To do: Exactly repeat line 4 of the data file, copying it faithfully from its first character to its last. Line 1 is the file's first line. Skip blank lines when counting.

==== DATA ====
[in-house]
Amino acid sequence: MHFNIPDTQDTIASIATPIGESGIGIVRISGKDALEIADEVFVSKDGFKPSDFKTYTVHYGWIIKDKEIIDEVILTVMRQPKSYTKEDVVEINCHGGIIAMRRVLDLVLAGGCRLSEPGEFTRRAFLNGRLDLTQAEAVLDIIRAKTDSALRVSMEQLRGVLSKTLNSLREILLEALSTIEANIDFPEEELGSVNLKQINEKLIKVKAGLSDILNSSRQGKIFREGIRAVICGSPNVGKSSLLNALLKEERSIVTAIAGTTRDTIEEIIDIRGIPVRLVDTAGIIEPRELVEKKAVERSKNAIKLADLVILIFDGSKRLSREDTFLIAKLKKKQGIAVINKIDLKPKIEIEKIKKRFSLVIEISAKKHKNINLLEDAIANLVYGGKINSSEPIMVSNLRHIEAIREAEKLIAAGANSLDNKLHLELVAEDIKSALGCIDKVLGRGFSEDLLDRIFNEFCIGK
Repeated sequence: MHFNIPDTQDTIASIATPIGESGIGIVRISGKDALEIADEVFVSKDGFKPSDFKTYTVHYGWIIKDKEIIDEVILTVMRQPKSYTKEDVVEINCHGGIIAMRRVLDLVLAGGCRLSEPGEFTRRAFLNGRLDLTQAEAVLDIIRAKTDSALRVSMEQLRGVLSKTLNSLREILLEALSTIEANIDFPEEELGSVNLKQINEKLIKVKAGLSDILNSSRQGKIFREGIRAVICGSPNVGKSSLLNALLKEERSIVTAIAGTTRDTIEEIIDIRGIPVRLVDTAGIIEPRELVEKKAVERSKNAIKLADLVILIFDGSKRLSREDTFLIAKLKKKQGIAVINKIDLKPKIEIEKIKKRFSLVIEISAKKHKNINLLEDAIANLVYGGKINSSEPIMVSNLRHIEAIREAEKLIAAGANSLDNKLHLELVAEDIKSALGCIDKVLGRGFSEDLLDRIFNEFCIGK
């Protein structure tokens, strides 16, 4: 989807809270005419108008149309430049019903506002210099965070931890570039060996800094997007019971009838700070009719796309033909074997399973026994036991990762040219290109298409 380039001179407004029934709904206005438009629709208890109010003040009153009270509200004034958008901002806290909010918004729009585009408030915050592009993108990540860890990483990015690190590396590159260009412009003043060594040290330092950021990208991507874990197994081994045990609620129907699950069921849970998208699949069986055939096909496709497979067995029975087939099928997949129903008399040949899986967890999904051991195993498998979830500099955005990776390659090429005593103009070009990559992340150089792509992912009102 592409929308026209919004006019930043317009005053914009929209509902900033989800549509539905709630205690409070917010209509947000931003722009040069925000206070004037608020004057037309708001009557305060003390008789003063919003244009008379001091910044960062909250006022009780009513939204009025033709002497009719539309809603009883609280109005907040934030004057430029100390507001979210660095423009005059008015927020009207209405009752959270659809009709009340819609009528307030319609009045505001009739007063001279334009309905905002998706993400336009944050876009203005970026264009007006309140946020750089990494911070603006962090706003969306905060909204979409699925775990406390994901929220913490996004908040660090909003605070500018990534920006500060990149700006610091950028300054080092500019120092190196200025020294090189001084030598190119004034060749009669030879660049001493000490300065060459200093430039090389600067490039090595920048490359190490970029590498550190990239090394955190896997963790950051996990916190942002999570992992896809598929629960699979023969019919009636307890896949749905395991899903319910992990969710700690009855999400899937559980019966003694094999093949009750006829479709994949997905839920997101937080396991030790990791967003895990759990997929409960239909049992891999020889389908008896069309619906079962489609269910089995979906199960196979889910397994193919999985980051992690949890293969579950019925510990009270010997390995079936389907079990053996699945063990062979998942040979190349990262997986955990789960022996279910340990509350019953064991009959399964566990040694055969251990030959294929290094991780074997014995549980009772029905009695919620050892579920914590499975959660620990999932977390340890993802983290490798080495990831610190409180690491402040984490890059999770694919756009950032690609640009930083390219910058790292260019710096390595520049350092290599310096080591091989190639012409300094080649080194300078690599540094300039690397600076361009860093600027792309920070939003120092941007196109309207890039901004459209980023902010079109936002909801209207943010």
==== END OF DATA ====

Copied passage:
């Protein structure tokens, strides 16, 4: 989807809270005419108008149309430049019903506002210099965070931890570039060996800094997007019971009838700070009719796309033909074997399973026994036991990762040219290109298409 380039001179407004029934709904206005438009629709208890109010003040009153009270509200004034958008901002806290909010918004729009585009408030915050592009993108990540860890990483990015690190590396590159260009412009003043060594040290330092950021990208991507874990197994081994045990609620129907699950069921849970998208699949069986055939096909496709497979067995029975087939099928997949129903008399040949899986967890999904051991195993498998979830500099955005990776390659090429005593103009070009990559992340150089792509992912009102 592409929308026209919004006019930043317009005053914009929209509902900033989800549509539905709630205690409070917010209509947000931003722009040069925000206070004037608020004057037309708001009557305060003390008789003063919003244009008379001091910044960062909250006022009780009513939204009025033709002497009719539309809603009883609280109005907040934030004057430029100390507001979210660095423009005059008015927020009207209405009752959270659809009709009340819609009528307030319609009045505001009739007063001279334009309905905002998706993400336009944050876009203005970026264009007006309140946020750089990494911070603006962090706003969306905060909204979409699925775990406390994901929220913490996004908040660090909003605070500018990534920006500060990149700006610091950028300054080092500019120092190196200025020294090189001084030598190119004034060749009669030879660049001493000490300065060459200093430039090389600067490039090595920048490359190490970029590498550190990239090394955190896997963790950051996990916190942002999570992992896809598929629960699979023969019919009636307890896949749905395991899903319910992990969710700690009855999400899937559980019966003694094999093949009750006829479709994949997905839920997101937080396991030790990791967003895990759990997929409960239909049992891999020889389908008896069309619906079962489609269910089995979906199960196979889910397994193919999985980051992690949890293969579950019925510990009270010997390995079936389907079990053996699945063990062979998942040979190349990262997986955990789960022996279910340990509350019953064991009959399964566990040694055969251990030959294929290094991780074997014995549980009772029905009695919620050892579920914590499975959660620990999932977390340890993802983290490798080495990831610190409180690491402040984490890059999770694919756009950032690609640009930083390219910058790292260019710096390595520049350092290599310096080591091989190639012409300094080649080194300078690599540094300039690397600076361009860093600027792309920070939003120092941007196109309207890039901004459209980023902010079109936002909801209207943010």